Understanding Children’s Sexual Behaviors

What’s Natural and Healthy?
Natural and healthy sexual exploration during childhood is an information gathering process wherein children explore each other’s bodies, by looking and touching, as well as explore gender roles and behaviors.
Most children involved in natural and expected sex play are:

similar age, size and developmental status.

participate on a voluntary basis.

have an ongoing mutually enjoyable play and/or school friendship.
Natural and healthy sexual behaviors are:

limited in type and frequency.

are balanced by curiosity about other aspects of his or her life.

may result in embarrassment but do not usually leave children with deep feelings of anger, shame, fear, or anxiety.
Problematic Sexual Behavior in ChildrenThe following characteristics can be used to assess whether a child is engaging in sexual behaviors which may require a professional evaluation.

The children engaged in the sexual behaviors do not have an ongoing mutual play relationship.

The children are of different ages or developmental levels.

Sexual behaviors are out of balance with other aspects of the child’s interests.

Children seem to have too much knowledge about sexuality and behave in ways more consistent with adult sexual expression.

Sexual behaviors are significantly different than those of other same-age children.

Sexual behaviors continue in spite of consistent and clear requests to stop.

Children’s sexual behaviors are eliciting complaints from other children and/or adversely affecting other children.

Children’s sexual behaviors are directed at adults who feel uncomfortable receiving them.

Children (four years and older) who do not understand their rights or the rights of others in relation to sexual contact.

Sexual behaviors progress in frequency, intensity or intrusiveness over time.

Fear, anxiety, deep shame, or intense guilt are associated with the sexual behaviors.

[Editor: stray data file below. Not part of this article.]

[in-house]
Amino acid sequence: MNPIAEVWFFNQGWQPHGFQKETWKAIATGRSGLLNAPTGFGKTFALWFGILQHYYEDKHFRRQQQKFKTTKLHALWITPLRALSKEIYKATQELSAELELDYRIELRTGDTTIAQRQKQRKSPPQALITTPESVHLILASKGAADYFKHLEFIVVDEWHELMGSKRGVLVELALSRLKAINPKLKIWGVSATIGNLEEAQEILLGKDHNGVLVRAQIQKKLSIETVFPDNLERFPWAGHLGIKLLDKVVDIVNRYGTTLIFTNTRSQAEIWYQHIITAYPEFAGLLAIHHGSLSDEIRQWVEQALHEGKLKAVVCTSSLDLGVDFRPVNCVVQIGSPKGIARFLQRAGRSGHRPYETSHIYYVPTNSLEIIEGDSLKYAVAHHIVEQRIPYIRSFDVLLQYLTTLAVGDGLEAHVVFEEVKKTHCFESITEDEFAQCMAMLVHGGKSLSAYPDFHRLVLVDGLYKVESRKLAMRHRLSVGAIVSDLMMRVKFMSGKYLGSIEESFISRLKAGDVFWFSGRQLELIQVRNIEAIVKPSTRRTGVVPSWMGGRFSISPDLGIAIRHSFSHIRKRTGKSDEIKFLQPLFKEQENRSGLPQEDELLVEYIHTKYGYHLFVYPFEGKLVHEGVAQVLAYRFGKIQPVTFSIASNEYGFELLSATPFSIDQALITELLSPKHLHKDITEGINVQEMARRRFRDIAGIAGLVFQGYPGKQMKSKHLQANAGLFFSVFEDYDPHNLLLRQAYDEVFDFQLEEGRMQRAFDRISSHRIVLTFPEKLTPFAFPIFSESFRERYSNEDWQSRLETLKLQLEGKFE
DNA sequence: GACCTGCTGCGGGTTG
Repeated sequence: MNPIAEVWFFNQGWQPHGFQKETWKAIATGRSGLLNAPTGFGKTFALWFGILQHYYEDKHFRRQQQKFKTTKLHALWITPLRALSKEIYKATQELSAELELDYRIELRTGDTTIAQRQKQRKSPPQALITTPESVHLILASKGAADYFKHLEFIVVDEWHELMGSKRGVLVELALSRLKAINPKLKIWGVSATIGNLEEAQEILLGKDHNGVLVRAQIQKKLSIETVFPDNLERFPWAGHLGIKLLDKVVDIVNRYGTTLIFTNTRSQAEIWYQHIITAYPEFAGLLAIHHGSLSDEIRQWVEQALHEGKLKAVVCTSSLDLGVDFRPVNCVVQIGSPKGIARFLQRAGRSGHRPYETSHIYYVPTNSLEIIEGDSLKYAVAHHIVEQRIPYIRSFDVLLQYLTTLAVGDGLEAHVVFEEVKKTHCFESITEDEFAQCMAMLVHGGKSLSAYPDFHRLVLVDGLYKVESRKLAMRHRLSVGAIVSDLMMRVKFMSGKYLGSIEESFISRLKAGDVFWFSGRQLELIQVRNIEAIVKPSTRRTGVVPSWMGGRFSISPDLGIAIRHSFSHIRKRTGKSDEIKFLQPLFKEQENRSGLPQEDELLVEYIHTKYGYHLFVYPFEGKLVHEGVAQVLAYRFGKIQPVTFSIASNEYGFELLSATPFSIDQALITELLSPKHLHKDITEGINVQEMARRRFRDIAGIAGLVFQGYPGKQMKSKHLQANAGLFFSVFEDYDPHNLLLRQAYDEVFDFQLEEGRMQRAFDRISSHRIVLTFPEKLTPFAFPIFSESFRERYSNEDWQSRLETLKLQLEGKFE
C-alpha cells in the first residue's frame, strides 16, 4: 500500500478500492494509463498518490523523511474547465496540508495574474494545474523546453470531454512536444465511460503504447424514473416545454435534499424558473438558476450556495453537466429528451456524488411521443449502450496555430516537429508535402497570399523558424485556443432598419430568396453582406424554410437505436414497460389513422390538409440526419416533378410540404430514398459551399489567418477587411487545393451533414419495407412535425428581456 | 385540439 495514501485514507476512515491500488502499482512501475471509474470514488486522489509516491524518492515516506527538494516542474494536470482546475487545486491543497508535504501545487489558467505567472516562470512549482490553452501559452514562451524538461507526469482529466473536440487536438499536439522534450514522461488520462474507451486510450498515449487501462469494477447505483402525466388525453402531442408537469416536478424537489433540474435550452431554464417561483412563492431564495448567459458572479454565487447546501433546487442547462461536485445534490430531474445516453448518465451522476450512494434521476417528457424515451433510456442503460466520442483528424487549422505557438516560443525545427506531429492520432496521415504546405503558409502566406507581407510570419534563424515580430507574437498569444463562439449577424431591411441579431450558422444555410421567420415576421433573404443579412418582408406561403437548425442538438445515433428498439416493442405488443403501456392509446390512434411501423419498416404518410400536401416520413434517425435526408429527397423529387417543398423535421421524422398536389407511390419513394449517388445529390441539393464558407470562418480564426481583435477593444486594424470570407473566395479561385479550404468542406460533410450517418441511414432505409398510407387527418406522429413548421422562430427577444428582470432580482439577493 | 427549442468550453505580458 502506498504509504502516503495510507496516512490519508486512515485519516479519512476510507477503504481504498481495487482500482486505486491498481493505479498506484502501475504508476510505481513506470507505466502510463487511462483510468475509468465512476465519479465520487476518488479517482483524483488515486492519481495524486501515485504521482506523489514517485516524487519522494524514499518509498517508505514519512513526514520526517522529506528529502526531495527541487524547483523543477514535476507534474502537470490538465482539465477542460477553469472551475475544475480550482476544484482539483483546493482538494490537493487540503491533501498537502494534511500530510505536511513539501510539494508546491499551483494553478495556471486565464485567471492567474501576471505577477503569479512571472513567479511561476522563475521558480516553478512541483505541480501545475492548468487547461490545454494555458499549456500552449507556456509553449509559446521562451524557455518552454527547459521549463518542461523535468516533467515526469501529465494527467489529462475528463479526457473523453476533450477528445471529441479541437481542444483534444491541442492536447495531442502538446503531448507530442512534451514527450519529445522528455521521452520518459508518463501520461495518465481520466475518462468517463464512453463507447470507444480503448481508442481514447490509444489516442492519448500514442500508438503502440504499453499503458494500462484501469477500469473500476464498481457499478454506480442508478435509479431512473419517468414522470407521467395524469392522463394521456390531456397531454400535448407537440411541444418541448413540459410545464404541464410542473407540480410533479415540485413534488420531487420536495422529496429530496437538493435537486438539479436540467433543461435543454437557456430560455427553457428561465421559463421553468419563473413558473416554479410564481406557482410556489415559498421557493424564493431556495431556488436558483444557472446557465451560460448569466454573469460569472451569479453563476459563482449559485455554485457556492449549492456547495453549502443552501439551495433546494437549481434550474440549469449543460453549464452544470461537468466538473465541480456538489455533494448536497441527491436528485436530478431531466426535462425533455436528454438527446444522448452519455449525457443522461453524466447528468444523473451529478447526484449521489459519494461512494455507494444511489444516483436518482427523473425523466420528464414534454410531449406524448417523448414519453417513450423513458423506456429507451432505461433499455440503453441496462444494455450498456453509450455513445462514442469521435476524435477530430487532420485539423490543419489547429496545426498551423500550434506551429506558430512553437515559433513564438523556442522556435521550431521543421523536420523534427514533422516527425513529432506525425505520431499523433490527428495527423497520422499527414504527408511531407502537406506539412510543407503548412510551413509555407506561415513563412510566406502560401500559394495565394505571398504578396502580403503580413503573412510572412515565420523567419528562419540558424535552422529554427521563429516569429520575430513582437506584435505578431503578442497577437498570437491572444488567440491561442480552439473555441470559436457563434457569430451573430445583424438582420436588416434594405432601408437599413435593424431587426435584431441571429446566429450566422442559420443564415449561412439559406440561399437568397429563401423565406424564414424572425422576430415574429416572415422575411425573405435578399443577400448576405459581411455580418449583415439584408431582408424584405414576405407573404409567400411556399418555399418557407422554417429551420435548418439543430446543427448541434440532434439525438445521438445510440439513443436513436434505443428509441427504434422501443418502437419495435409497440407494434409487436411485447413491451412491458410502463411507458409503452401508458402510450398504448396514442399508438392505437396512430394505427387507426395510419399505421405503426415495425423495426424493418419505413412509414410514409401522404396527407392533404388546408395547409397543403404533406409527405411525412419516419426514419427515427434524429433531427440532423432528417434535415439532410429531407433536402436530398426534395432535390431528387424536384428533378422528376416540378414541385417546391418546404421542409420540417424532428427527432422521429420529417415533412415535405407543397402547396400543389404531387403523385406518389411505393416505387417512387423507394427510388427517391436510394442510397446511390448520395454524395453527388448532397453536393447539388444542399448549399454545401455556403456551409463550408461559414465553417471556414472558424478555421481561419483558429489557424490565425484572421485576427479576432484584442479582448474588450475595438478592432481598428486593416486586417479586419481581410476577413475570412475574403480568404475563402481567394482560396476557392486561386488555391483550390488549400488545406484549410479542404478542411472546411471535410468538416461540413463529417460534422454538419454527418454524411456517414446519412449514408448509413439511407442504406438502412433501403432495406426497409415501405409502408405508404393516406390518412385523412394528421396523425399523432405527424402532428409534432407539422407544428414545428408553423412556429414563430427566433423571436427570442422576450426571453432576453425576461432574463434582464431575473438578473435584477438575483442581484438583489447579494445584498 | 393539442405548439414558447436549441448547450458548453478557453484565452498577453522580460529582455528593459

Children who engage in extensive, persistent mutually agreed upon adult-type sexual behaviors with other children.

Children who manually stimulate or have oral or genital contact with animals.

Children sexualize nonsexual things, or interactions with others, or relationships.

Sexual behaviors which cause physical or emotional pain or discomfort to self or others.

Children who use sex to hurt others.

When verbal and/or physical expressions of anger precede, follow or accompany the sexual behavior.

Children who use distorted logic to justify their sexual actions.

When coercion, force, bribery, manipulation, or threats are associated with sexual behaviors.
Want to know what’s illegal sexual behavior for teenagers? Check out the North Dakota Attorney General’s publication What Teenagers Need to Know About Sex Offenses. [Website]
Has my child been sexually abused?
It is a natural inclination to think that a child has been sexually abused if he or she engages in problematic sexual behaviors. In fact, less than half of the children who have been sexually abused engage in problematic sexual behaviors. (Kendall-Tackett, Williams et al. 1993) If you are concerned that your child may have been abused, call county social services in the county where you reside.
Do victims become perpetrators?